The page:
This is the second of three posts on Bert Håge Häverö (Swedish artist 1932-2014) paintings which I will feature during my holiday break this Easter. These delightful photographs were taken from our company calendar which we gave out to customers many years ago. Never having the heart to throw our copy away I came across this recently and wanted to share the beauty he saw of the Swedish landscape and people. Accompanying the paintings will be various quotations /sayings/poems that have inspired me or touched my spirit. Comments have been turned off for this post.
‘I am lying on a hammock, on the terrace of my room at the Hotel Mirador, the diary open on my knees, the sun shining on the diary, and I have no desire to write. The sun, the leaves, the shade, the warmth, are so alive that they lull the senses, calm the imagination. This is perfection. There is no need to portray, to preserve. It is eternal, it overwhelms you, it is complete.’ Anaïs Nin
‘It is a silver morning like any other. I am at my desk. Then the phone rings, or someone raps at the door. I am deep in the machinery of my wits. Reluctantly I rise, I answer the phone or I open the door. And the thought which I had in hand, or almost in hand, is gone. Creative work needs solitude. It needs concentration, without interruptions. It needs the whole sky to fly in, and no eye watching until it comes to that certainty which it aspires to, but does not necessarily have at once. Privacy, then. A place apart — to pace, to chew pencils, to scribble and erase and scribble again.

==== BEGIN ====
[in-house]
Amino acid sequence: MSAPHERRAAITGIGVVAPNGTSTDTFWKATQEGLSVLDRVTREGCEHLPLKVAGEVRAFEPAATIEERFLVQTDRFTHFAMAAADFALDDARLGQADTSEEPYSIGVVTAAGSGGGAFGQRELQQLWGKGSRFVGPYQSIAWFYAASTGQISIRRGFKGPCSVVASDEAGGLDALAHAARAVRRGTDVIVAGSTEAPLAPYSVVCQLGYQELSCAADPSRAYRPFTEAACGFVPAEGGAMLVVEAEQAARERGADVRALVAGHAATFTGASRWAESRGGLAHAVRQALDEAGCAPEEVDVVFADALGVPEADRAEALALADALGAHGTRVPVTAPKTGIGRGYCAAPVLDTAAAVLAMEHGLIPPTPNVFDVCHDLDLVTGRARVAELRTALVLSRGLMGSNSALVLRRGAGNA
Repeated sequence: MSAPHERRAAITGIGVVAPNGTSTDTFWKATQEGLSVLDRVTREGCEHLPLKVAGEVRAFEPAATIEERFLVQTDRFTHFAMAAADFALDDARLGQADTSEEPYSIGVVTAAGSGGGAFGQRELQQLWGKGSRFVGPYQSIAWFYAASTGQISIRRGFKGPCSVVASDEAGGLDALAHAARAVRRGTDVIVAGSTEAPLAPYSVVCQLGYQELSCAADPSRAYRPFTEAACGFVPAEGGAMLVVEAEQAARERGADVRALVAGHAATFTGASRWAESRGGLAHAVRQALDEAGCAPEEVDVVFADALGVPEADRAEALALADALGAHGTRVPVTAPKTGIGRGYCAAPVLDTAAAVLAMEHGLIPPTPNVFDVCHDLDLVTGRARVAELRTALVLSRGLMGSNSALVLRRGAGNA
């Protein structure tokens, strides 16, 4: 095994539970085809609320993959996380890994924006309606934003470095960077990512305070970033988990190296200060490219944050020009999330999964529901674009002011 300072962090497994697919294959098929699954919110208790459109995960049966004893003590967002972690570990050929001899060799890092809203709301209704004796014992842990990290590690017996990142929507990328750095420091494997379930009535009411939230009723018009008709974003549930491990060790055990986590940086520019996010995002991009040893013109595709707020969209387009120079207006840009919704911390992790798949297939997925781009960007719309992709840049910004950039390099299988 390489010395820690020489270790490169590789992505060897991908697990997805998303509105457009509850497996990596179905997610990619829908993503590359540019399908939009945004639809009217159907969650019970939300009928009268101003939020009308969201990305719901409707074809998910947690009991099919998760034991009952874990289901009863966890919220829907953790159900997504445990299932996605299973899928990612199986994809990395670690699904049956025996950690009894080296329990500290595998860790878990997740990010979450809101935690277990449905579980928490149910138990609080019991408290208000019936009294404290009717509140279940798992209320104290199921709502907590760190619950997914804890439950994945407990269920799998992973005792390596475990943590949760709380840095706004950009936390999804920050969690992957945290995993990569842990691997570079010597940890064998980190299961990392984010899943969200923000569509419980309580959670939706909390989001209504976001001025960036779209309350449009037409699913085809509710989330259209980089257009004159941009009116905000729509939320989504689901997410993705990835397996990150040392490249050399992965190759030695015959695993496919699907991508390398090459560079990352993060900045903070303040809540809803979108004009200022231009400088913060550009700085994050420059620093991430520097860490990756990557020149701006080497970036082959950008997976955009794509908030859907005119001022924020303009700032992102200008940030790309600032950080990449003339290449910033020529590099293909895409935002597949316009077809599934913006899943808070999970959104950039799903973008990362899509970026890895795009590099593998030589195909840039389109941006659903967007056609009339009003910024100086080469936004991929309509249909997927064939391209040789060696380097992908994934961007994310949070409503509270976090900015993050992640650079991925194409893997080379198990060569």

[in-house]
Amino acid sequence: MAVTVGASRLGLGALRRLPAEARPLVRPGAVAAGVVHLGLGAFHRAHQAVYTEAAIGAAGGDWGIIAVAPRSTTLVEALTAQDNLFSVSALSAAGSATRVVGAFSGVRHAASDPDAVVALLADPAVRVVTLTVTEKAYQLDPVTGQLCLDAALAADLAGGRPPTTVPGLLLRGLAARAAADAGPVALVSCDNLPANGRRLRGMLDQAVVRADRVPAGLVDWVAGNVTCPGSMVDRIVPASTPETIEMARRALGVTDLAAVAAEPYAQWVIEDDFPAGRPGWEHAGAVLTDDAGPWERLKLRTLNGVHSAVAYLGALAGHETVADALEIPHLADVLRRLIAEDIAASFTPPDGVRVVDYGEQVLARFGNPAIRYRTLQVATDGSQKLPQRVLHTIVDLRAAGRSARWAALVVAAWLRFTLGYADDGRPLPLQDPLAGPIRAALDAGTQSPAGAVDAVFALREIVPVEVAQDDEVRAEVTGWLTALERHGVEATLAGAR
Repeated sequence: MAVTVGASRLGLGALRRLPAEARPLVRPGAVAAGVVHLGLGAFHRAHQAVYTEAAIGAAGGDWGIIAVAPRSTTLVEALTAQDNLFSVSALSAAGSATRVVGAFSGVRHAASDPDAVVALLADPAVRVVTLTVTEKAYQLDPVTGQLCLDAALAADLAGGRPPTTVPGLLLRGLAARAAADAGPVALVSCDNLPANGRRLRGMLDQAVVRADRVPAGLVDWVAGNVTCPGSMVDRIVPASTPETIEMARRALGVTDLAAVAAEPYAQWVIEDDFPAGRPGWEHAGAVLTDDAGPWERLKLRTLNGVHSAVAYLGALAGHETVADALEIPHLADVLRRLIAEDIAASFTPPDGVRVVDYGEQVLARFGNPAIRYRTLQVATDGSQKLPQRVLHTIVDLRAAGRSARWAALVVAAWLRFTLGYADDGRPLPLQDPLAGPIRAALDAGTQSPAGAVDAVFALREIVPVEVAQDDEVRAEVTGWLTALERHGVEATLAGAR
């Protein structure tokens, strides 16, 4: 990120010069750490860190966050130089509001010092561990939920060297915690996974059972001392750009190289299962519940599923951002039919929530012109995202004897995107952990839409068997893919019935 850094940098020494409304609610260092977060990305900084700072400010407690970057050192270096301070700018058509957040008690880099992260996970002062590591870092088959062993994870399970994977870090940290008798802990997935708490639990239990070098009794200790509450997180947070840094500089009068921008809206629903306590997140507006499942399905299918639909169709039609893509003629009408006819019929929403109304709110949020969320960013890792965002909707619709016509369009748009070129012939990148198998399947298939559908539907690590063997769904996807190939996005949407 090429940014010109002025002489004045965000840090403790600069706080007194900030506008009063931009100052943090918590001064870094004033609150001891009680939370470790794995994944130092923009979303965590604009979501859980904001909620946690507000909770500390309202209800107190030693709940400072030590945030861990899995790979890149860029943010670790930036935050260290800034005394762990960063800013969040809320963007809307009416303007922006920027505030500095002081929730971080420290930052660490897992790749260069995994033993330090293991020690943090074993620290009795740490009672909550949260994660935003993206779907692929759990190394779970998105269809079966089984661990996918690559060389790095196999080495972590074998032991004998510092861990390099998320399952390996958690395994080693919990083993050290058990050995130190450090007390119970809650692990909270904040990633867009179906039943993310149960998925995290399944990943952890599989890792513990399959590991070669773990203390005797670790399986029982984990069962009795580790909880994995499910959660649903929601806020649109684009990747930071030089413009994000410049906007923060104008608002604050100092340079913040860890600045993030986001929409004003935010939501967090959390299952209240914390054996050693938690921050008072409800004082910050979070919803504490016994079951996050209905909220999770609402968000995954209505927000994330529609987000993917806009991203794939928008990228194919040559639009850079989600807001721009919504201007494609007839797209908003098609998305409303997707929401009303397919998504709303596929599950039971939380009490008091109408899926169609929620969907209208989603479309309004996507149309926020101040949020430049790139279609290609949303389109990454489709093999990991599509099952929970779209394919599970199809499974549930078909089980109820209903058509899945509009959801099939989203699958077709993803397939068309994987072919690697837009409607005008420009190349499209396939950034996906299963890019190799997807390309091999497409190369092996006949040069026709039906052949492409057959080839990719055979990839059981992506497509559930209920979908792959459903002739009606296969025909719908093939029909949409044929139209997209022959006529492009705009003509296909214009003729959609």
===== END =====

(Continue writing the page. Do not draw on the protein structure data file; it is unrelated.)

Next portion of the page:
But just as often, if not more often, the interruption comes not from another but from the self itself, or some other self within the self, that whistles and pounds upon the door panels and tosses itself, splashing, into the pond of meditation. And what does it have to say? That you must phone the dentist, that you are out of mustard, that your uncle Stanley’s birthday is two weeks hence. You react, of course. Then you return to your work, only to find that the imps of idea have fled back into the mist.’ Mary Oliver